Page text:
Because I have, with curiosity, observed my emotions and the emotions of people I serve as a therapist for over thirty five years, I have come to believe that our emotions are really the basic source of what we can rely on as guiding truth.
Sometimes when we get in touch with an emotion such as sorrow or anger, that has been buried, there is a flood of emotional energy released that can be very liberating.
It seems in those moments we touch down into the wellspring of sincere expression of emotional truth.
But in my work with people and in my own life, I try to foster a stance of trying to be aware of our moment-to-moment emotional truth as much as possible, every moment of the day.
Living in this very complex, demanding, stratified modern society has produced an epidemic of personal alienation. There is often a tragic gulf between our emotional experience and our awareness of it.
The famous age of reason dictum “I think therefore I am” also shows how the role of science and the life of the mind permeates our lives, and relegates emotional experience to the realm of an irrationality that can’t be trusted.
I believe that every word, image, dream, hallucination, memory, bodily movement and facial expression is born, is actually created out of the ever present underlying mammalian flow of subjective, pre-symbolized emotional experience.
If that is true, then the accuracy of our symbolic meaning-making processes of word and imagery formation that we develop in childhood, hold the keys to us either truly knowing our second-by-second emotional truth, or experiencing a distorted version of it.
Do the word and imagery stories we tell ourselves accurately capture the emotional truth that has sparked them into life?
How can we for example, tell ourselves and others we are feeling happy when we are in fact desperately lonely or afraid?
We distort and lose our emotional truth when we repress it, bury it, avoid it.
When we self-medicate, it is always to not experience the full force of our emotions.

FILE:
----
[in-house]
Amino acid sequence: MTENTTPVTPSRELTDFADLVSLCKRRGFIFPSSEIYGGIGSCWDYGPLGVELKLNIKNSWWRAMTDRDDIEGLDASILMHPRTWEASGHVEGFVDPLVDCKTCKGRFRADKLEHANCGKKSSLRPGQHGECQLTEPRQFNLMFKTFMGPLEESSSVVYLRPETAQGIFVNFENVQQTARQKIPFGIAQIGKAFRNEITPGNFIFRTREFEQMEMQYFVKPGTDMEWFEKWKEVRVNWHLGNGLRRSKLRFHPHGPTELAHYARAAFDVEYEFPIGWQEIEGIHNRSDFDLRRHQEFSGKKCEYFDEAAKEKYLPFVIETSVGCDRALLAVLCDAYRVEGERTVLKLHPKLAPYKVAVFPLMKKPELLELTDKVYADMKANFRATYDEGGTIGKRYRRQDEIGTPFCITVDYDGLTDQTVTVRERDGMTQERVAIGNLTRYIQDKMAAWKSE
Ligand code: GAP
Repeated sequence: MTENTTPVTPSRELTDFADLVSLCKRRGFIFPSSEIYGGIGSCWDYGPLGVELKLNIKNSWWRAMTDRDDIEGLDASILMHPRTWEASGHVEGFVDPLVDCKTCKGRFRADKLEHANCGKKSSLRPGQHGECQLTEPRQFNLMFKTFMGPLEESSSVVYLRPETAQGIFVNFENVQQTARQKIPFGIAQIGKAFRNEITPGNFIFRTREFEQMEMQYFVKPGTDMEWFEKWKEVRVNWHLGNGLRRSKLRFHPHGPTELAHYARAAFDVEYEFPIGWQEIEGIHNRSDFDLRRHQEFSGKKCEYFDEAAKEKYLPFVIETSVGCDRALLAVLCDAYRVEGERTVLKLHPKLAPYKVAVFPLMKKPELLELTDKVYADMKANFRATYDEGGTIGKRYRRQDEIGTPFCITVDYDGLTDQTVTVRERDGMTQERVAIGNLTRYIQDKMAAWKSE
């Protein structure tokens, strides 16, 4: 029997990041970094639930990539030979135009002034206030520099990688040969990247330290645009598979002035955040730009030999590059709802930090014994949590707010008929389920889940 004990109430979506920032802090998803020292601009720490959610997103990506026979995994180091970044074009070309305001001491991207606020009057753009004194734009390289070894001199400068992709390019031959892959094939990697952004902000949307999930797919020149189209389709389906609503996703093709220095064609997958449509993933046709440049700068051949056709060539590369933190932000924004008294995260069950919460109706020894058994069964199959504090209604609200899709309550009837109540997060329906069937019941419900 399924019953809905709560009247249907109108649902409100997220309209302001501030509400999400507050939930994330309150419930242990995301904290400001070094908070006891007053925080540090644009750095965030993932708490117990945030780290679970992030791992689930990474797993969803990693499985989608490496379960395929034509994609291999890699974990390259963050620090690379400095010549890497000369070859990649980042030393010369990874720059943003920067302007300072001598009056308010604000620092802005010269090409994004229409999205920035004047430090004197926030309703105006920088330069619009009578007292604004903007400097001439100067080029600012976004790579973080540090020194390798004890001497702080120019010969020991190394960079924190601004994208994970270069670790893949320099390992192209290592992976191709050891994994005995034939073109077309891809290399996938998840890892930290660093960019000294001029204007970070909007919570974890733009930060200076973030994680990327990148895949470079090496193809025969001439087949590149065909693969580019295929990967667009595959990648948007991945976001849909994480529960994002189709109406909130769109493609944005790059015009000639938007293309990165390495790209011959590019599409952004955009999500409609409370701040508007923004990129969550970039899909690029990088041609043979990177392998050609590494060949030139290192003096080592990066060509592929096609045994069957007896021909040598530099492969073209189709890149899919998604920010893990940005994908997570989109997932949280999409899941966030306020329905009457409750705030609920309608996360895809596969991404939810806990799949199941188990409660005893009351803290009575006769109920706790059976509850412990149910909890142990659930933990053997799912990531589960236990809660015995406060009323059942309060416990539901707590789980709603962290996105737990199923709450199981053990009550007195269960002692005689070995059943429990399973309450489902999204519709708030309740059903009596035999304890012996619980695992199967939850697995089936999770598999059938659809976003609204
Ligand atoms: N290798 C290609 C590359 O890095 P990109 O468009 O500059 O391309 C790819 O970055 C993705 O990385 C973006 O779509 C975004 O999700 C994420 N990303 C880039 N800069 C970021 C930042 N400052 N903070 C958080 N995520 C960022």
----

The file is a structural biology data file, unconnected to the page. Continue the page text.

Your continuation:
One in five Americans are now taking a psychiatric medication.
One in four women are now taking a psychiatric medication.
All of those medications suppress, modify, or block emotion. They are designed to do that.
Millions of us take other drugs, both prescribed and illegal, and drink alcohol to numb or avoid our emotions.
We compulsively gamble, eat, work, watch TV, live on Facebook, watch porn, live in our heads, and have unrelated sex to avoid our emotions.
Fear, shame, guilt, hatred, boredom, rage, grief, hopelessness, self hatred, loneliness, panic, abandonment, and desperation are all emotions we often don’t want to experience.
We so often don’t want to name, claim, express or endure these so-called negative emotions.
If we consciously run from them or unconsciously repress and deny/distort them, we lose touch with what is true about our lives.
But if we run from them or distort them, we become detached from that emotional wellspring that is also the source of joy, love, excitement, bliss, ecstasy, serenity, peace, wonder and awe.
So, tapping into the flowing currents of our ever present emotional truth takes courage- and self love.
Real freedom is living moment by moment in our emotional truth, because in that deep end of the pool we can say “yes” and “no” to who and what we want and don’t want in our lives.
I love to help people be able to more fully feel and express and live their emotional truths. To the extent I can live that way myself, I feel fulfilled. It’s a daily challenge.
Life is short. We can get it right for ourselves. One day at a time. Freedom is possible.
Mad in America hosts blogs by a diverse group of writers. These posts are designed to serve as a public forum for a discussion—broadly speaking—of psychiatry and its treatments. The opinions expressed are the writers’ own.